Subject: RE: BS: Oh Brother, where art thou?
From: GUEST,Bouzouki Bob
Date: 20-Jan-01 - 11:47 PM

I saw it 2 weeks ago, and loved it, just like you. There were 2 previous threads, with 95% of the people saying it was well worth while. I dont know how to bring up an old thread, perhaps another muddy person can show us.


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Subject: RE: O Brother, Where Art Thou
From: Jim Dixon
Date: 21 Jan 01 - 12:52 PM

There certainly has been a lot of interest in this movie among Mudcatters. It seems like every time somebody sees it, they start a new thread:

Lyr Req: o, brother where art thou soundtrack
O Brother, where, etc.:Soundtrack/conc.
Oh brother where art thou ?
New Film, Oh Brother, Where Art Thou?
Lyr Req: O' Brother, 'rocky candy mountains'
Lyr Req: o brother

Let's hope this will be the last new thread for a while.


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Subject: RE: O Brother, Where Art Thou
From: Bud Savoie
Date: 21 Jan 01 - 01:43 PM

The Odyssey parallels are there, although the Coen brothers didn't make them obvious. Sometimes they are notable by their opposites in the film--e.e.g., Homer's Ulysses has one son; Coens' has seven daughters; Homer's has a wife Penelope waiting for him faithfully; Coens' can't wait to get rid of him and marry a suitor.

In addition to the Cyclops and the Sirens, there are the episodes of the slaying of the cattle of the sun; the putting out of the Cyclops's eye with the burning stick; the lotus-eaters who lull the men of Ulysses into wanting to stay; Circe turning men into animals; the releasing of the stormwinds when Ulysses is in sight of home; the minstrel who charms with his music; the fist fight with the suitor; the death of the hound dog; the relentless pursuit of Ulysses by an angry god. All of these have their parallels in the movie.

I've only seen it once, but I plan to get the video when it comes out. Anyone see other things I missed?


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Subject: RE: O Brother, Where Art Thou
From: GUEST,Gregg Newby
Date: 21 Jan 01 - 03:03 PM

If anyone's interested, I've published a short (800 word) essay on "O Brother, Where Art Thou?" at http://www.themestream.com/articles/294780.html The URL will take you right to it. I'm interested in knowing what people think about it (the movie as well as my article)


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Subject: RE: O Brother, Where Art Thou
From: Robo
Date: 21 Jan 01 - 09:18 PM

Well, I've finally seen it and it is indeed all of the above and more. So good that I'd have to say the music, which was the real reason I went, turned out to be a take-away bonus, although a big one at that. The wife and I howled from the train scene on at these three dolts, their exploits and the characters they run into on their journey.

Not really a Clooney fan, I must say he's marvelous as Ulysses. And Tim Blake Nelson as Delbert even does the singing, something I hear tell they steared Clooney clear of, on Jimmie Rodgers's "In the Jailhouse Now." And Pete, John Turturro, is the edge that cuts both ways. I'm telling eveyone to see it and hear it. Consider yourselves told, ya'll!

Rob-o


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Subject: RE: O Brother, Where Art Thou
From: GUEST,Pete Peterson
Date: 22 Jan 01 - 09:12 AM

Well I loved it. I had to do not just a willing suspension of disbelief but a forced suspension of disbelief on much of the music and a lot of other things. . . Rick F and I could sit next to each other at the theater and growl at frequent intervals. . . if the film is indeed set in MS in 1937, what is Pappy O'Daniel doing in MS and not TX? (and I'm not sure, but isn't that about six years late?) The singing was wonderful, but the banjo styles anachronistic; that three-finger banjo style didn't exist for another ten years or so; reminded me a lot of the early Stanley Bros on Rich-R-Tone and that's 1947. Having said that, SO WHAT?? I had a wonderful time & plan to go see it again & maybe even buy the video.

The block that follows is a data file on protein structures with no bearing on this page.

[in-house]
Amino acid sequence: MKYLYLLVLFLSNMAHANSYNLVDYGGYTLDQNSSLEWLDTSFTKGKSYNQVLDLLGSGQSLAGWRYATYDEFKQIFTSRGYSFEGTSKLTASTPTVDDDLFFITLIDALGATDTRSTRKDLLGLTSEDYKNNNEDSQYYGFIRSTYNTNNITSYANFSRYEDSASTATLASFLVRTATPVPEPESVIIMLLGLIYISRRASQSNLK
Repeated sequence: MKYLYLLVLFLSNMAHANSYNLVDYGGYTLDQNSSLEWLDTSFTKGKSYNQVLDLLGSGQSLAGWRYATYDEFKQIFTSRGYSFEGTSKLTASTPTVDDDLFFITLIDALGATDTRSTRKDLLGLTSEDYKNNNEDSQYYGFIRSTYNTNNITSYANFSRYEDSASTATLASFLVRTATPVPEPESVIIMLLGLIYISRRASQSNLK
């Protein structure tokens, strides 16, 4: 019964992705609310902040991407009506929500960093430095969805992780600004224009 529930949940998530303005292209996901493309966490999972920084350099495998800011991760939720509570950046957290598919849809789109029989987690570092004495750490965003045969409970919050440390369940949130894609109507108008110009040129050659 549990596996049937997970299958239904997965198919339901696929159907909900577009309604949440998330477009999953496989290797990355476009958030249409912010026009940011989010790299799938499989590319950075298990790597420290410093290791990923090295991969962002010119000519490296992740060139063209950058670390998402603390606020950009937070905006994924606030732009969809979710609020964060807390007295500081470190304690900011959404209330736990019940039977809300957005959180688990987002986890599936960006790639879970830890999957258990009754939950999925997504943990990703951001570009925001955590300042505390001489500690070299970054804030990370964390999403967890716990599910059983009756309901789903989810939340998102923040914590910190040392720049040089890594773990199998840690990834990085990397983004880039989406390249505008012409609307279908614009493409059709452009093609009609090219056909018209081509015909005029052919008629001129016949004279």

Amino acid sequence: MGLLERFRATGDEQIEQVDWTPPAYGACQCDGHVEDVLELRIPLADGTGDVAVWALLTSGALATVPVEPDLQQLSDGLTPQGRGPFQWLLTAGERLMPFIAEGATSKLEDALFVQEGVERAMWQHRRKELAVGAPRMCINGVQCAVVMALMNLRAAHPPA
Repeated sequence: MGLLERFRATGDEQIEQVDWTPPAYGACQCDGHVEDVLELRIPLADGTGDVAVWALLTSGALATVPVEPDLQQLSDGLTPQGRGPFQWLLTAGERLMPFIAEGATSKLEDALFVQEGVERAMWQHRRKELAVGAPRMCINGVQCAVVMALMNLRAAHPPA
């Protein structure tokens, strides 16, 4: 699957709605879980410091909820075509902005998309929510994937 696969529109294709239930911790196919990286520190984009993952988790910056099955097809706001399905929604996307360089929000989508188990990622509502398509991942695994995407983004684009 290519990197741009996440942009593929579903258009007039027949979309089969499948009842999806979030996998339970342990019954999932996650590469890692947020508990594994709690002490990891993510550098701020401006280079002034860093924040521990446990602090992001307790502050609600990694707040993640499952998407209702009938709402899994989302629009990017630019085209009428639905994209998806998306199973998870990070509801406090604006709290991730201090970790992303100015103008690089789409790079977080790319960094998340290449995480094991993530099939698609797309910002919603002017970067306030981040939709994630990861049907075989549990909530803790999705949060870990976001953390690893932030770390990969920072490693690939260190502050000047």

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Subject: Lyr Add: FAREWELL SONG (Richard Burnett)
From: Stewie
Date: 22 Jan 01 - 07:15 PM

As Rick pointed out above, the Soggy Bottom Boys' version of 'Man of Constant Sorrow' is an almost word-for-word reproduction of the Stanley Brothers' 1951 version on Columbia [except for the response line]. In turn, the Stanley Brothers' version was reasonably close to the published song from which various versions were to stem. Richard Burnett of Monticello, Kentucky, was blinded in 1907 at the age of 24 years. He turned to music to make a living and travelled the country, playing his music and writing, selling and exchanging various broadside 'ballots'. He later met a young fiddler by the name of Leonard Rutherford and they played music and travelled together for 35 years. Between 1926 and 1930, they made 24 recordings which have been reissued on Document DOCD-8025. Burnett published what was to become known as 'I Am a Man of Constant Sorrow' in one of his little songbooks under the title 'Farewell Song'. In an marvellous interview in April 1973 with Charles Wolfe (Burnett was almost 90 at the time), Burnett said that he sold 6000 'of them books' at ten cents apiece. Wolfe asked him about the song. Wolfe: 'What about this "Farewell Song" – "I Am a Man of Constant Sorrow" – did you write it?' Burnett: 'No, I think I got that ballet from somebody – I dunno. It may be my song …' [Old Time Music No 10 Autumn 1973 p 8]. Burnett did not record the song either alone or with Rutherford. An early recording that follows Burnett's printed version closely may be found on Various Artists 'Music of Kentucky Vol 2' Yazoo CD 2014: Emry Arthur 'I'm a Man of Constant Sorrow'. Burnett's printed text: